Anna K: A Love Story
by Jenny Lee
💔💔💔💔💔 (five stars, as rated in broken hearts because, oh, Anna Karenina… )
I first read and review this book in October of 2020. But with the release of its sequel, Anna K: Away only two months away I decided it more than deserved a revisit.
Anna K has it all. And with the perfect reputation, the perfect boyfriend and the perfect life at an elite school in Greenwich, Anna is envied by many. When her brother, Steven, enlists Anna’s help to smooth over a rift with his girlfriend, Lolly, Anna drops everything and rushes to aid him in Manhattan. When the storm clouds have cleared, Anna opts to stay awhile with her friends in the city. After all, it’s so rarely that she gets to socialize and really cut loose away from the expectant eyes of her peers in Greenwich. It is then that Anna meets Dustin (Steven’s life-long friend and tutor), Kimmie (Lolly’s vivacious -if a bit naive- younger sister and the object of Dustin’s unrequited affection) and Alexia “Count” Vronsky (a dashing and irresistible playboy who seems to have his eye on her). Anna knows the wisest move would be to return to Greenwich, leaving her entanglement with Alexia in the past. Choosing to pursue this dalliance further could devastate more than just her sterling reputation…
“Every happy teenage girl is the same, while every unhappy teenage girl is miserable in her own special way.”-Jenny Lee, Anna K: A Love Story
Wow. Just… wow. I had a hunch I was going to love this book. But, people, I REALLY loved this book. Let me start out by saying that if you have not read Anna Karenina, this book may be a challenge. There are loads of references and veiled allegory to Anna K’s 19th century inspo. And yes, I just unironically employed the word “inspo” And yes, you too may find yourself adopting all the hippest-hoppitiest slang after reading this absolute treasure. It really is par for the course in a time and space where Vronsky has a tiktok account.
It’s easy to forget how young Tolstoy’s characters are in Anna Karenina since most of them were married and having kids. I think watching 16 and 17 year-olds make the same, ill-advised decisions as their infamous predecessors gives a glorious dose of truth and perspective to the maturity level of the group as a whole. Please consider that before holding it against the story. This story is best described, in my opinion as Gossip Girl with diversity and quality representation. In that regard, it was just about everything I wanted it to be.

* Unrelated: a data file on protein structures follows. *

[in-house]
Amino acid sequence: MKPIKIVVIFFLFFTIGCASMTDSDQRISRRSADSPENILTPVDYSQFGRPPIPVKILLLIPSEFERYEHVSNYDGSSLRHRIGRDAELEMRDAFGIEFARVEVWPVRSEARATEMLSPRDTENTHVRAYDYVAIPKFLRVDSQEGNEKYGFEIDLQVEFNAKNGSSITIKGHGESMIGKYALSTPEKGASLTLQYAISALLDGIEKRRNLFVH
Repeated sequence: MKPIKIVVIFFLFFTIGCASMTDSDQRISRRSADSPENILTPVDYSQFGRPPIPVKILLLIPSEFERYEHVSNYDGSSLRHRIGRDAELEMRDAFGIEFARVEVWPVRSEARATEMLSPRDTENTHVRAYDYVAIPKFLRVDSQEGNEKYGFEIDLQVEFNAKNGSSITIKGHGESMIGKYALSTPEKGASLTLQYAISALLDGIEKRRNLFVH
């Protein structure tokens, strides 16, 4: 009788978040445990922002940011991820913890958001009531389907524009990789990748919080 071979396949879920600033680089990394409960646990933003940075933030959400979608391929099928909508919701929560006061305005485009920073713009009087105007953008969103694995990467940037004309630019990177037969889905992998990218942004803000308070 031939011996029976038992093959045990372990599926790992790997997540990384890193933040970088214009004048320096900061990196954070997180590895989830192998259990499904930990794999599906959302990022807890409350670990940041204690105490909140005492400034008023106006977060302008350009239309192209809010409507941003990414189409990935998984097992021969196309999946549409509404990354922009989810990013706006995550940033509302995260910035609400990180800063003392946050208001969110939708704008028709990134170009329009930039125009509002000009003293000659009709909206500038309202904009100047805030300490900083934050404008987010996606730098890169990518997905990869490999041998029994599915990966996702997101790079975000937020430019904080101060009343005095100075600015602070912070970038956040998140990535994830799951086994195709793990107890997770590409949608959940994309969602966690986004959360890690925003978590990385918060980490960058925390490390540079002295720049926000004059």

I appreciate how much of Anna K: A Love Story remains true to Tolstoy’s original work. The themes, names and character traits are all genuinely respected. That being said, I equally admire the creative license taken by Jenny Lee in contextualizing things that wouldn’t easily translate into a 21st century novel. And, being now wholly invested in everyone’s plots and subplots, I am beyond excited to read the sequel when it’s released later this year. I have so much more to say on that front, but am hesitant to do so for fear of giving things away!
✨ Rep in this book: Korean protagonist, Own stories
✨ Content warnings for this book: thoughts of self harm, car accident, drug addiction and drug use, revenge porn, sex, death of a partner, death of a family member
About the Author: Jenny Lee
Jenny Lee is a television writer and producer who has worked on BET’s Boomerang, IFC’s Brockmire, Freeform’s Young & Hungry, and the Disney Channel’s number-one-rated kids’ show, Shake It Up. Jenny has previously published humor essay collections and middle-grade novels, and Anna K. is her debut YA novel. She lives in Los Angeles with her husband and 135-pound Newfoundland, Gemma (and yes, it’s a toss-up on who’s walking who every day). (copied from the author’s personal website.)
Personal note: girl on most of the negative reviews I’ve read about this book
I am frankly baffled by anyone whose chief complaint against this book is that the content is superficial. I get it, it’s annoying to hear about the “problems” of a group of super privileged (mostly white) teenagers with outrageous sums of money at their disposal. Honestly, though, a primary theme of the original story was that these people are out of touch. That is literally THE parallel that’s being made with the modern setting. I mean, who was more out of touch than the Russian Aristocracy? Like, move aside, France. In my opinion, it was brilliant of Jenny Lee to translate that into present day Manhattan.